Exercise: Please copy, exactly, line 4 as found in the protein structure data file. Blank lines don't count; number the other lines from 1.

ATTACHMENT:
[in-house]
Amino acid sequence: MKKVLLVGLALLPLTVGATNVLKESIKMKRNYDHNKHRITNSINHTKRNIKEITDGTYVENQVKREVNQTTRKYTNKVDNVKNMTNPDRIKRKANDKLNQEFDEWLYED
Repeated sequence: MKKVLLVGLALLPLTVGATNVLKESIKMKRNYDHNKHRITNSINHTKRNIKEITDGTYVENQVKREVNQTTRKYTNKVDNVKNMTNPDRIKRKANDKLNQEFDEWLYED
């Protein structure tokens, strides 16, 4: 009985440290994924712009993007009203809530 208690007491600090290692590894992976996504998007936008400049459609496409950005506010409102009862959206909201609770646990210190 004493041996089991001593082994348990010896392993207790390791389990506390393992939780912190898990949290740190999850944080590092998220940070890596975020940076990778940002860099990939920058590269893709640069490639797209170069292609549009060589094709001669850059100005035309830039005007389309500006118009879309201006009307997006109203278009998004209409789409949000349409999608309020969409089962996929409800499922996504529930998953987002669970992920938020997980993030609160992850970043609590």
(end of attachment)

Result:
């Protein structure tokens, strides 16, 4: 009985440290994924712009993007009203809530 208690007491600090290692590894992976996504998007936008400049459609496409950005506010409102009862959206909201609770646990210190 004493041996089991001593082994348990010896392993207790390791389990506390393992939780912190898990949290740190999850944080590092998220940070890596975020940076990778940002860099990939920058590269893709640069490639797209170069292609549009060589094709001669850059100005035309830039005007389309500006118009879309201006009307997006109203278009998004209409789409949000349409999608309020969409089962996929409800499922996504529930998953987002669970992920938020997980993030609160992850970043609590």